Utah therapist is 4th person facing charges in treatment facility fraud investigation

A licensed marriage therapist has been charged with signing documents saying patients had received treatment from a behavioral health treatment center, even though he never saw any of the patients.

A licensed marriage therapist has been charged with signing documents saying patients had received treatment from a behavioral health treatment center, even though he never saw any of the patients. (Zolnierek, Shutterstock)

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MT. PLEASANT, Sanpete County — A licensed marriage and family therapist in Utah is facing criminal charges accusing him of signing paperwork stating patients at a behavioral health treatment center had received therapy — even though prosecutors say he never saw any of the patients — resulting in fraudulent billing to Medicaid.

Michael Evan Blair, 74, of St. George, was charged Monday with two counts of violating the Utah False Claims Act, a second-degree felony.

Blair is now the fourth person from the Mt. Pleasant-based Measures of Affect Theoretically Relative, commonly referred to as MATR, to be charged by the Utah Attorney General's Office for allegedly defrauding Medicaid out of nearly $13 million.

Prosecutors say the business was a "behavioral health company offering substance use disorder treatment." Outpatient services were also offered at offices in Salt Lake, Utah and Washington counties. The business became a Medicaid provider in 2018.

"In total, over 7,700 claims were submitted for billing … from March 11, 2019, through June 8, 2022, resulting in Medicaid funds in the amount of $12,994,704.31 being paid to MATR. Medicaid representatives indicated that these services would not have been funded if the Medicaid program had known that services had been provided by unqualified individuals and that falsified information had been entered into medical records," according to charging documents.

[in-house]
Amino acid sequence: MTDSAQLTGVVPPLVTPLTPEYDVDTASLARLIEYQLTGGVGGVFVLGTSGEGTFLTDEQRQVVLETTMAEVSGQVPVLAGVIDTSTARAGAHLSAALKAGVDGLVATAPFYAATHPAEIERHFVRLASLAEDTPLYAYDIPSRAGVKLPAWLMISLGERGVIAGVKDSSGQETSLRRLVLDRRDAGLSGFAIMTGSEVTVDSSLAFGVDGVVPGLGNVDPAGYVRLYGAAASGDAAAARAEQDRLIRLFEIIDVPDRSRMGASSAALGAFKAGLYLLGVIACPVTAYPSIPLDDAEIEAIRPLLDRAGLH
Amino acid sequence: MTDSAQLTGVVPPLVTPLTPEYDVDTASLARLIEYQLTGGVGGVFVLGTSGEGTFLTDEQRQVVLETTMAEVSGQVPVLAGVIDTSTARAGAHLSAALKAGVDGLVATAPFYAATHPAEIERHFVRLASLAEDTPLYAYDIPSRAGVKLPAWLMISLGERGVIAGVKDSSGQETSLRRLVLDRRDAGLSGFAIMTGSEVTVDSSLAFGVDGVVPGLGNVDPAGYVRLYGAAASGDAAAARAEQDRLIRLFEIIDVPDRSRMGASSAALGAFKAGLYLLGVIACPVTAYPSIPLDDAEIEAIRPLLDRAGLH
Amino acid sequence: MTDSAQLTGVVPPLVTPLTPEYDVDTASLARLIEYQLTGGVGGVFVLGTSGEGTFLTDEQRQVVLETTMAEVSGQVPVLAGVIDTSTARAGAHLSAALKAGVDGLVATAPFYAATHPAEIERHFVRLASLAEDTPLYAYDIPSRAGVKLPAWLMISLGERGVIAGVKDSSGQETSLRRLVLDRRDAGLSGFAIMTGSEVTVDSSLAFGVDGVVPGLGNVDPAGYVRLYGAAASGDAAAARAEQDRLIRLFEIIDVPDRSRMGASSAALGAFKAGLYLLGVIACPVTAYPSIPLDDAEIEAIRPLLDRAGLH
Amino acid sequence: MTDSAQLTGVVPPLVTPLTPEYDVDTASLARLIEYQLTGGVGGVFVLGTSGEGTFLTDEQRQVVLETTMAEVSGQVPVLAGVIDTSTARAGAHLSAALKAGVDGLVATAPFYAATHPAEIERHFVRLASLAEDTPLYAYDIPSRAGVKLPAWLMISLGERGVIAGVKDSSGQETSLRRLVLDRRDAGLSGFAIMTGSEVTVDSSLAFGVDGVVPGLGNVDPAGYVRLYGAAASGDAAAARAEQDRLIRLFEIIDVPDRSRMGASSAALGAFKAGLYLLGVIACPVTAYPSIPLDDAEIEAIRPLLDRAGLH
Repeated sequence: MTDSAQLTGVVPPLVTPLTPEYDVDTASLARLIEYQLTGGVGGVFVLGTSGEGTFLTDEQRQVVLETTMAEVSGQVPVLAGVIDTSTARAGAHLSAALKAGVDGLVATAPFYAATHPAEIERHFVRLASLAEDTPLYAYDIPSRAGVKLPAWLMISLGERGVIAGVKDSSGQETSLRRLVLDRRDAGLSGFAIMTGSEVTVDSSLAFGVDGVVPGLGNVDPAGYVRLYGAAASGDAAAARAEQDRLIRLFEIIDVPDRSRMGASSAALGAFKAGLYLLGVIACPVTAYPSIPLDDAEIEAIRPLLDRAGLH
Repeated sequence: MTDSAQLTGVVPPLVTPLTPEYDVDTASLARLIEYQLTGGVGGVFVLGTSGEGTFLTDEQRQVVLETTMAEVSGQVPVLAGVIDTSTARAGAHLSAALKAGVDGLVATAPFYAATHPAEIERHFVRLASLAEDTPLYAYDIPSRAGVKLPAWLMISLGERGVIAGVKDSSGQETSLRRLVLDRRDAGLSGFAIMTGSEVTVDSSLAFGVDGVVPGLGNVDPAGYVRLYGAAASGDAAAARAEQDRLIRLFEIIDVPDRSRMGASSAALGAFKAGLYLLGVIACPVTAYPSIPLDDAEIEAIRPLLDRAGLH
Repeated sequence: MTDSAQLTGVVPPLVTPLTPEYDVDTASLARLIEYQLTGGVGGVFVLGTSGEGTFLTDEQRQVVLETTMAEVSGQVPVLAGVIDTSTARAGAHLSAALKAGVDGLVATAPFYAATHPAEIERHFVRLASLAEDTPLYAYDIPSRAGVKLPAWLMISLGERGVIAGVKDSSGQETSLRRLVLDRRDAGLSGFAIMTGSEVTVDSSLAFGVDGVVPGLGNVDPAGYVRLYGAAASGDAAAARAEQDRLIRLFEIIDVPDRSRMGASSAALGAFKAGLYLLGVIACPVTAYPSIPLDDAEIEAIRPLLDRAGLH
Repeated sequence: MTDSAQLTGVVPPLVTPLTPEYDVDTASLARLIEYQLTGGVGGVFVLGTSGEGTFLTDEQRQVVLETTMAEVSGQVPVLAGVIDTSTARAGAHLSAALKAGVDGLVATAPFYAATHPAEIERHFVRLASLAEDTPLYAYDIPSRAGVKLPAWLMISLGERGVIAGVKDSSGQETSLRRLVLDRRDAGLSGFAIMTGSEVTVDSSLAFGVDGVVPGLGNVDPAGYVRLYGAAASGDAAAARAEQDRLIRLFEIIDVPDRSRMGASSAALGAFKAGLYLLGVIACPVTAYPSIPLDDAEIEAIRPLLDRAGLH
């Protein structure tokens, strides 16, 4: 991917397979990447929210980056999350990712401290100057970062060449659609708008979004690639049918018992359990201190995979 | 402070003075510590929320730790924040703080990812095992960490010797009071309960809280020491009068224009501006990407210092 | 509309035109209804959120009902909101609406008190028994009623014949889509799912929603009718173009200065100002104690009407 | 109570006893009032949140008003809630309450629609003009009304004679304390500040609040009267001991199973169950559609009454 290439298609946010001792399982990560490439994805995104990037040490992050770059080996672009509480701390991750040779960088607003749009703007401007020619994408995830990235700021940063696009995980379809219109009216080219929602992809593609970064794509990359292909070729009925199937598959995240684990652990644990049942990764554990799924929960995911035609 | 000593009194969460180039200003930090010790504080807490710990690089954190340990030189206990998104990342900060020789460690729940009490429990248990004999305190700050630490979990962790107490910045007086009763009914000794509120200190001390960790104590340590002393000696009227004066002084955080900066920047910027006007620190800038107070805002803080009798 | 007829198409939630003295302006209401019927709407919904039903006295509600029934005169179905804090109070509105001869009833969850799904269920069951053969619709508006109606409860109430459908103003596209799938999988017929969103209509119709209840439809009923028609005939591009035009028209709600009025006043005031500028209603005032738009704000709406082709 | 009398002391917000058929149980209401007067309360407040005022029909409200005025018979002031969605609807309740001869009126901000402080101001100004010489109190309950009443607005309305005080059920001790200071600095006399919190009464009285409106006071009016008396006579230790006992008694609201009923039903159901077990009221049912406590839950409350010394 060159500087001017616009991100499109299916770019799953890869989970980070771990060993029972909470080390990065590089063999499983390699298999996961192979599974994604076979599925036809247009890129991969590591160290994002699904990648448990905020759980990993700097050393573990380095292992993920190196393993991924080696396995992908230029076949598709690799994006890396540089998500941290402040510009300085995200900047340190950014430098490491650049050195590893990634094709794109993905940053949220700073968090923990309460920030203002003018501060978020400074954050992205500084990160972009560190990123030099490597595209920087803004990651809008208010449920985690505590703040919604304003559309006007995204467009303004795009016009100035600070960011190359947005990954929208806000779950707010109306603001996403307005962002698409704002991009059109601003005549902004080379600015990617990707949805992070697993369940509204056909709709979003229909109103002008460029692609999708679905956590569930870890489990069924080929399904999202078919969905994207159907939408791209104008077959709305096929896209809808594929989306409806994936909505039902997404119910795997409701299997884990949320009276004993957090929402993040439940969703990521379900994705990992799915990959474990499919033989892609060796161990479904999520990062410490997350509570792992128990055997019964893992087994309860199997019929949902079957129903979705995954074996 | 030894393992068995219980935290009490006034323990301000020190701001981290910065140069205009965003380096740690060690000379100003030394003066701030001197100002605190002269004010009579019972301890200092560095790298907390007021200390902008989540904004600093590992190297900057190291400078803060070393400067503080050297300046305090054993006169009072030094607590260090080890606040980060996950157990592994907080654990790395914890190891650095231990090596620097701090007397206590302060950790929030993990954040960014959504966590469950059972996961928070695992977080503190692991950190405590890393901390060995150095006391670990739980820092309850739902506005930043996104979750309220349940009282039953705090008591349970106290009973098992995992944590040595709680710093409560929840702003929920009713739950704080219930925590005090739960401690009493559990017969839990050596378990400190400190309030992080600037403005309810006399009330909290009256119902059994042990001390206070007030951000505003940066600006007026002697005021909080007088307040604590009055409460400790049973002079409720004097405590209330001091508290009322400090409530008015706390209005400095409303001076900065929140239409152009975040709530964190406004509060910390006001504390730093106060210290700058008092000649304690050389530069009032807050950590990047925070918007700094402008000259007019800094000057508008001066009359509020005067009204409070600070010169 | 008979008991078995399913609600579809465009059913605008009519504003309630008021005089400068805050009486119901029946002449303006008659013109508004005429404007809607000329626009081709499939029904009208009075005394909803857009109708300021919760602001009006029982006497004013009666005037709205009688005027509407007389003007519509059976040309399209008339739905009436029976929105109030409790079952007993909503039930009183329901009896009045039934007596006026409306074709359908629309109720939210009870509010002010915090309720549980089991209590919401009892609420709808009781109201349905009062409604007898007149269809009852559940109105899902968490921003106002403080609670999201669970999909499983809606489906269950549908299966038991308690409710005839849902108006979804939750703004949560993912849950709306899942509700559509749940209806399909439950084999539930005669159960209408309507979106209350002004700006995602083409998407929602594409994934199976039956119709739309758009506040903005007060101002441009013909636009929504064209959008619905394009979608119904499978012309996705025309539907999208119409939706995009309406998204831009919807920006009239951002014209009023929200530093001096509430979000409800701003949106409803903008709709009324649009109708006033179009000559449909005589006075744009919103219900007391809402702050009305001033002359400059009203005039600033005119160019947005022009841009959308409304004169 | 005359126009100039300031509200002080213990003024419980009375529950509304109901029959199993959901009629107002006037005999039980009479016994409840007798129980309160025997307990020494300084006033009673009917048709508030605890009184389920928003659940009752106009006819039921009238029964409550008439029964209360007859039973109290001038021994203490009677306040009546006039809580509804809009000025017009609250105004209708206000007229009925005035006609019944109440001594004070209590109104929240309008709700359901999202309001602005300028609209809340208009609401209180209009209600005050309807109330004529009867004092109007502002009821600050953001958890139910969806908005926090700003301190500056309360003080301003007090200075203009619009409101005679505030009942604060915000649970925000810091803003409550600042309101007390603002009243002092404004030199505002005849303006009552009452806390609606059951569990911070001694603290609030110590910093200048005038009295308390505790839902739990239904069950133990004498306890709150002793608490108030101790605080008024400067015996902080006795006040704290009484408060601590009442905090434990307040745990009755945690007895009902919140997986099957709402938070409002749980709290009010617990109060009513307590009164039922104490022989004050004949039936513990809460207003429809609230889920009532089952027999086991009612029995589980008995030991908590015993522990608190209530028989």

The three primary administrators at Measures of Affect Theoretically Relative, Lillian Kaye Simiskey, 40, Margaret Krisandra Christie, 41, and Deaun Larson Holdaway, 66, were charged earlier this month.

Investigators say Blair contracted with the center from September 2019 through February 2022.

"His duties were to review all group therapy session documents which required a licensed therapist, including treatment plans and therapy sessions, and to sign the records using BestNotes," the charges state.

Blair also allegedly admitted his job was to "simply sign medical records, and not to assess patients, prescribe services, create care plans, or provide therapy services. Blair signed records from his home without knowing who performed the services, what clients attended, or what was taught," the charges state. "BestNotes records corroborate Blair was not involved in performing patient assessments, creating care plans, conducting group therapy, or documenting services in the medical record, but showed he electronically signed the documents as if he had.

"Blair said he never actually saw any of the patients and would review and sign the treatment plans from his home computer, which usually only took one to two hours per week," the charges allege. "Blair said he did not know who conducted the sessions, what clients attended, or if the therapy occurred. He just assumed services were provided and signed the records from home."

Prosecutors say during the time Blair was employed by the center, he caused more than 2,000 false claims to be submitted, charging documents say.

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Pat Reavy is a longtime police and courts reporter. He joined the KSL.com team in 2021, after many years of reporting at the Deseret News and KSL NewsRadio before that.


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